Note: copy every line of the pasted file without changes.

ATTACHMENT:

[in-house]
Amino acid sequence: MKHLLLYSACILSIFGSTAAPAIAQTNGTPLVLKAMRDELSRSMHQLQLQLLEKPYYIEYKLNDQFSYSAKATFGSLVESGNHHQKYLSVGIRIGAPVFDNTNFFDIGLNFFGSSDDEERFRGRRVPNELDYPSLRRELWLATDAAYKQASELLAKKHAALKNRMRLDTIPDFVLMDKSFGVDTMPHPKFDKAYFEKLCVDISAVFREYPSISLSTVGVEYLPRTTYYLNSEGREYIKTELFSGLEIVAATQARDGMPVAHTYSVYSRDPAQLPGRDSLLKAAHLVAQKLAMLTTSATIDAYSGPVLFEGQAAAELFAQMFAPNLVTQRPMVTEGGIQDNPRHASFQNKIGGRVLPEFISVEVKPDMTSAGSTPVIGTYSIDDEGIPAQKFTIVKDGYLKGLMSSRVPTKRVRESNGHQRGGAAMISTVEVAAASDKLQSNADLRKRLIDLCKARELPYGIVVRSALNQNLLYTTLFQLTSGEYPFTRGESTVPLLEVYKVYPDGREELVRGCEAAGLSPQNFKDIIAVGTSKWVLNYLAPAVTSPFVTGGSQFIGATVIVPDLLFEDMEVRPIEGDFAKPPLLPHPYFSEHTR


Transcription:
[in-house]
Amino acid sequence: MKHLLLYSACILSIFGSTAAPAIAQTNGTPLVLKAMRDELSRSMHQLQLQLLEKPYYIEYKLNDQFSYSAKATFGSLVESGNHHQKYLSVGIRIGAPVFDNTNFFDIGLNFFGSSDDEERFRGRRVPNELDYPSLRRELWLATDAAYKQASELLAKKHAALKNRMRLDTIPDFVLMDKSFGVDTMPHPKFDKAYFEKLCVDISAVFREYPSISLSTVGVEYLPRTTYYLNSEGREYIKTELFSGLEIVAATQARDGMPVAHTYSVYSRDPAQLPGRDSLLKAAHLVAQKLAMLTTSATIDAYSGPVLFEGQAAAELFAQMFAPNLVTQRPMVTEGGIQDNPRHASFQNKIGGRVLPEFISVEVKPDMTSAGSTPVIGTYSIDDEGIPAQKFTIVKDGYLKGLMSSRVPTKRVRESNGHQRGGAAMISTVEVAAASDKLQSNADLRKRLIDLCKARELPYGIVVRSALNQNLLYTTLFQLTSGEYPFTRGESTVPLLEVYKVYPDGREELVRGCEAAGLSPQNFKDIIAVGTSKWVLNYLAPAVTSPFVTGGSQFIGATVIVPDLLFEDMEVRPIEGDFAKPPLLPHPYFSEHTR